NLAW Anti-Tank Missile Primer – The Next Generation Light Anti-tank Weapon, or NLAW, is quickly becoming a symbol of Ukraine’s pugnacious resistance. With Russian casualties mounting, the Ukrainian countryside has become a graveyard of Russian equipment – most notably, husked-out tanks lost to relatively simplistic Ukrainian defenses, particularly the NLAW.
The UK and Sweden split the NLAW’s development costs, with Saab Bofors Dynamics taking the design lead. Beginning in the 1990s, and lasting through 2008, the development phase was prolonged to meet a rigid set of requirements: a maximum weight of 28 pounds, a lowered backblast area, a minimum effective range of 20 meters, and environmental adaptability to enable use in international operations. The result has proven itself as an effective yet affordable weapons system.
Easy to use, easy to transport
United Kingdom’s Defense Minister, Ben Wallace, estimates that Russia has lost upwards of 600 tanks. Of those 600 tanks, the Ukrainians estimate that 30 to 40 percent have fallen to the venerable NLAW. Understandably, the NLAW has become the “weapon of choice” for Ukrainian infantry tasked with tank-killing. The NLAW’s success attributes mainly to the system’s ease of transportation and ease of use.
Weighing just 28 pounds (including a 14 pound missile and 4 pound warhead) the NLAW is a shoulder-launched, single-use missile designed for infantrymen. The NLAW’s “fire and forget” targeting system relies on a Predictable Line of Sight (PLOS) guidance system, which requires limited training to operate. Using the PLOS, an infantryman can simply track a target for three to five seconds through the missile launcher’s onboard sight before firing. Software onboard the missile extrapolates the data gathered during the seconds-long tracking, and plots a prediction of the route, to intercept the moving target. Once fired, an inertial navigation system guides the missile, autonomously, along the preprogrammed flight path towards the target.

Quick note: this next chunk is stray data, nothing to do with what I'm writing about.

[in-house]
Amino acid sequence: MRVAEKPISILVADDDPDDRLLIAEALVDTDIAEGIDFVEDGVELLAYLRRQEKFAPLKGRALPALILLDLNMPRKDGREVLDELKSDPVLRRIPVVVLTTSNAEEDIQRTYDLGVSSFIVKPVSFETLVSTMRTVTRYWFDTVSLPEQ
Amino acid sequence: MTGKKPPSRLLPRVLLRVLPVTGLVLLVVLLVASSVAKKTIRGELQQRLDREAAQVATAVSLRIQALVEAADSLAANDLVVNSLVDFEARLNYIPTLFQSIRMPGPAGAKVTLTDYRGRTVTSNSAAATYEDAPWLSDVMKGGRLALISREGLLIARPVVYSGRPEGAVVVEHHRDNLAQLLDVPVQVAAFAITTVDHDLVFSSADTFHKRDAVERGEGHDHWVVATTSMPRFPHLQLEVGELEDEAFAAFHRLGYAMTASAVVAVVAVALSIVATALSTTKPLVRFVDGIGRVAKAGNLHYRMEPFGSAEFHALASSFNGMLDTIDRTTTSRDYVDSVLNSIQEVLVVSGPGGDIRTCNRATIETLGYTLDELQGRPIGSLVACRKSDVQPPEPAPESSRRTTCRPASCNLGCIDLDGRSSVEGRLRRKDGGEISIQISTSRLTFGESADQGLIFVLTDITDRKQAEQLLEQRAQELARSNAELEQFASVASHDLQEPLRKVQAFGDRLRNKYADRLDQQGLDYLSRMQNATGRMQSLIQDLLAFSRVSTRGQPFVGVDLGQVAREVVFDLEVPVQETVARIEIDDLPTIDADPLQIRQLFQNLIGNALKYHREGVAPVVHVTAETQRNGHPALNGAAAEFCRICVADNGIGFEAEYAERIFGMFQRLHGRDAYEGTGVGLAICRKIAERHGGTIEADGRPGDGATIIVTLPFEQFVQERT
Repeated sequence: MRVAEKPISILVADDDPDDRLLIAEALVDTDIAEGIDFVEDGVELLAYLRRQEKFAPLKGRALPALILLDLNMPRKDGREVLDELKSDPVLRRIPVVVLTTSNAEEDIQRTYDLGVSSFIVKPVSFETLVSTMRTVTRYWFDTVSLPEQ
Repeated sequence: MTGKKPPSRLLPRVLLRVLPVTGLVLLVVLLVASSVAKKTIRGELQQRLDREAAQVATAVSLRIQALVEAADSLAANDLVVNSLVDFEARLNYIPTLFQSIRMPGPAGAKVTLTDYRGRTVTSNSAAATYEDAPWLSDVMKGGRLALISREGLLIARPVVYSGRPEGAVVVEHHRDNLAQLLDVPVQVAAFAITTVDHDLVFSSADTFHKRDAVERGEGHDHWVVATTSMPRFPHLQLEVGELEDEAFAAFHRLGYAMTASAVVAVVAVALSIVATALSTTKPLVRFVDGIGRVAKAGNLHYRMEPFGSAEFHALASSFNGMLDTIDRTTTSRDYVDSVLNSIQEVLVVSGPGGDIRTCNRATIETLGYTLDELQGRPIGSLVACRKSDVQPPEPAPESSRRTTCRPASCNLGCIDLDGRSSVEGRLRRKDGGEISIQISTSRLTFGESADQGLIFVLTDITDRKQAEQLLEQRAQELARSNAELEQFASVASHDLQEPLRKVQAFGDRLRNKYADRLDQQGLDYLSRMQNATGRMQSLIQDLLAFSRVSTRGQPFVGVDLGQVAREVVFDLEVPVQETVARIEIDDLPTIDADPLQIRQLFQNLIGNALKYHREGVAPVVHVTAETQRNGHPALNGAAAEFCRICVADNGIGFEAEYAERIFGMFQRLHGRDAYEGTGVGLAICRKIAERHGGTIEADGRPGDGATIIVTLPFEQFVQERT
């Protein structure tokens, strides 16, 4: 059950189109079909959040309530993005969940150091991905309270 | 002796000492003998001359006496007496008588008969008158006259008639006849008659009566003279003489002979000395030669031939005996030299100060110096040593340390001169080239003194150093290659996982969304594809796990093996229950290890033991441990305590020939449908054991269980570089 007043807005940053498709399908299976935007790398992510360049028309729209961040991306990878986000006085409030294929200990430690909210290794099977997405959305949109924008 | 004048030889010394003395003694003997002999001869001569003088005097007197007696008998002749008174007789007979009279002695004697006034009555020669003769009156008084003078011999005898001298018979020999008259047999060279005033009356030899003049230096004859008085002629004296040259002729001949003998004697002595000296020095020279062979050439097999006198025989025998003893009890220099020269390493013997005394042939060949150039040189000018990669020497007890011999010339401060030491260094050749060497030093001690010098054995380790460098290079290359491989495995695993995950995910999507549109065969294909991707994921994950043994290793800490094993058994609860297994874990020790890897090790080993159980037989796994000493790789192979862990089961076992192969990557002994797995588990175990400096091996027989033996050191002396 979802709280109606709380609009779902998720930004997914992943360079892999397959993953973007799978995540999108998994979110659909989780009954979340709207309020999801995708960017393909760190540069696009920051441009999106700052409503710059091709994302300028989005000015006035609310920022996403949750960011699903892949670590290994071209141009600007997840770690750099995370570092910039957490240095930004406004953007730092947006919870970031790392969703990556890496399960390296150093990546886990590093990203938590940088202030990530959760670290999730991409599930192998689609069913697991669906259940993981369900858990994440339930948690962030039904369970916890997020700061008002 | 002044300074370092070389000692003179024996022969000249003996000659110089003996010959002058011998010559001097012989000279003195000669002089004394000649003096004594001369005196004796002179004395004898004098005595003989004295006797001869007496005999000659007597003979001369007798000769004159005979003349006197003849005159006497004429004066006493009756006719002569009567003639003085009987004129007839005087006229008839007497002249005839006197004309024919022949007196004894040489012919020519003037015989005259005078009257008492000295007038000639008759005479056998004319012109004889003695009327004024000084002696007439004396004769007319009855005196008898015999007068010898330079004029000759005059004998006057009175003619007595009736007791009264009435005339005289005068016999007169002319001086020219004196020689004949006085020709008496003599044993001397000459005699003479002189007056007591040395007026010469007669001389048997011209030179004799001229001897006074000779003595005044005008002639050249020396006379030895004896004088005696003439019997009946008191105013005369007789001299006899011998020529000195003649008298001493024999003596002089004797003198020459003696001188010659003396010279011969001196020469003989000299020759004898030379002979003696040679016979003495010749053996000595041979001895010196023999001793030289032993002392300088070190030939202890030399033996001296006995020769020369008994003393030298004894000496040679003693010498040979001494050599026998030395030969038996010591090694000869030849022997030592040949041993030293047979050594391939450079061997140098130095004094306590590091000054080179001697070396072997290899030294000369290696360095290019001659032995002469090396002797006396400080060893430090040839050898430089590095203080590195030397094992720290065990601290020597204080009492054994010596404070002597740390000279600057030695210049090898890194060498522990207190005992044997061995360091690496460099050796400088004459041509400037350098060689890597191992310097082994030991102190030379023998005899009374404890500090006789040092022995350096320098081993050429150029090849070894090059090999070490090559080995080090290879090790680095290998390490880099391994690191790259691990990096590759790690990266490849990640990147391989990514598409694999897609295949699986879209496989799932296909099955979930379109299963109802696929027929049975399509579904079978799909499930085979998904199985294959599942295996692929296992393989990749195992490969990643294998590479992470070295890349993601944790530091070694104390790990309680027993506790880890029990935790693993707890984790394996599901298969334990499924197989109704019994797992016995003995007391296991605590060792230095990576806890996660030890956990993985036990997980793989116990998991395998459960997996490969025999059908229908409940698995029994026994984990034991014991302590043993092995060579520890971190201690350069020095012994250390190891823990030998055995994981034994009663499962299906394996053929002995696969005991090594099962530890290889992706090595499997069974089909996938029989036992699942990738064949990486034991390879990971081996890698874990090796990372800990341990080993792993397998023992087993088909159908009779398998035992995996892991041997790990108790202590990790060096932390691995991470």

The NLAW has two distinct modes: overfly top attack (OTA) and direct attack (DA). For OTA use, the NLAW missile flies one meter above the line of sight, and intersects with the target from above, ideally at a perpendicular angle. OTA relies upon magnetic sensors and a proximity fuze to detonate at a predetermined distance from the target. Proximity fuzes are estimated to be between five and ten times more lethal than a conventional contact fuze, which the NLAW uses while operating in DA mode.
To avoid detonation while flying over non-targets, the NLAW’s missile can be preset to activate only after flying a specific distance. And if the NLAW fails to hit its target, the missile will self-destruct after roughly five seconds of flight time, or 3,300 feet traveled.
A Gift from the British
Ukraine relies heavily upon the United Kingdom for the NLAW. As Russian forces congregated along the Ukrainian border in mid-January, the UK began flying C-17 cargo jets, loaded with ten pallets of misiles each, to Ukraine. To date, the UK has provided over 3,500 NLAWs to the Ukrainians. Additionally, the UK sent 30 paratroopers to train Ukrainian soldiers to operate the shoulder-mounted missile. Undoubtedly, the NLAW was chosen for the speed with which new troops could be taught to use the rudimentary fire-and-forget system. In late March, the British – recognizing the effectiveness of the NLAW during the first month of the Ukrainian crisis – pledged to deliver 6,000 more NLAWs to Ukraine.
Harrison Kass is a Senior Defense Editor at 19FortyFive. An attorney, pilot, guitarist, and minor pro hockey player, he joined the US Air Force as a Pilot Trainee but was medically discharged. Harrison has degrees from Lake Forest College, the University of Oregon School of Law, and New York University’s Graduate School of Arts & Sciences. He lives in Oregon and regularly listens to Dokken.